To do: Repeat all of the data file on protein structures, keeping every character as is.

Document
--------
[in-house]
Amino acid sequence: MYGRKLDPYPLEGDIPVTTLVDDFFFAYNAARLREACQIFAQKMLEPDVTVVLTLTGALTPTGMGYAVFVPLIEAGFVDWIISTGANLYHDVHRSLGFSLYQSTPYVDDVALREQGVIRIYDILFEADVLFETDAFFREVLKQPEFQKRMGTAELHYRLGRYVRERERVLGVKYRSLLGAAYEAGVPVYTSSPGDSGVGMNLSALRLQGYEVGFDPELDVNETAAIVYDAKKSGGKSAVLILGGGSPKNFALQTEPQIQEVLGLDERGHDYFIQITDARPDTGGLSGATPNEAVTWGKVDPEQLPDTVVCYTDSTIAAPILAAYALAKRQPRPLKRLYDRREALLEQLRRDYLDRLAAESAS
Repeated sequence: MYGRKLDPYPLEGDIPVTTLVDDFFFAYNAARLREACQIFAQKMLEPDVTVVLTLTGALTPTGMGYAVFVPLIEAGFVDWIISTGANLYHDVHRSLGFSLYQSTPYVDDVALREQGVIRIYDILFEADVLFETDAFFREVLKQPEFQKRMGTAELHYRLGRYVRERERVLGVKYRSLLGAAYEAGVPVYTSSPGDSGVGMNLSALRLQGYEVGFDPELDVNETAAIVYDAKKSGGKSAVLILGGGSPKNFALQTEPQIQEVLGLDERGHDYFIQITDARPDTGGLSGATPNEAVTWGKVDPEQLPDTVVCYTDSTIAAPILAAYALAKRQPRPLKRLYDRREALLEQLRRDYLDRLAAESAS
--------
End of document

[in-house]
Amino acid sequence: MYGRKLDPYPLEGDIPVTTLVDDFFFAYNAARLREACQIFAQKMLEPDVTVVLTLTGALTPTGMGYAVFVPLIEAGFVDWIISTGANLYHDVHRSLGFSLYQSTPYVDDVALREQGVIRIYDILFEADVLFETDAFFREVLKQPEFQKRMGTAELHYRLGRYVRERERVLGVKYRSLLGAAYEAGVPVYTSSPGDSGVGMNLSALRLQGYEVGFDPELDVNETAAIVYDAKKSGGKSAVLILGGGSPKNFALQTEPQIQEVLGLDERGHDYFIQITDARPDTGGLSGATPNEAVTWGKVDPEQLPDTVVCYTDSTIAAPILAAYALAKRQPRPLKRLYDRREALLEQLRRDYLDRLAAESAS
Repeated sequence: MYGRKLDPYPLEGDIPVTTLVDDFFFAYNAARLREACQIFAQKMLEPDVTVVLTLTGALTPTGMGYAVFVPLIEAGFVDWIISTGANLYHDVHRSLGFSLYQSTPYVDDVALREQGVIRIYDILFEADVLFETDAFFREVLKQPEFQKRMGTAELHYRLGRYVRERERVLGVKYRSLLGAAYEAGVPVYTSSPGDSGVGMNLSALRLQGYEVGFDPELDVNETAAIVYDAKKSGGKSAVLILGGGSPKNFALQTEPQIQEVLGLDERGHDYFIQITDARPDTGGLSGATPNEAVTWGKVDPEQLPDTVVCYTDSTIAAPILAAYALAKRQPRPLKRLYDRREALLEQLRRDYLDRLAAESAS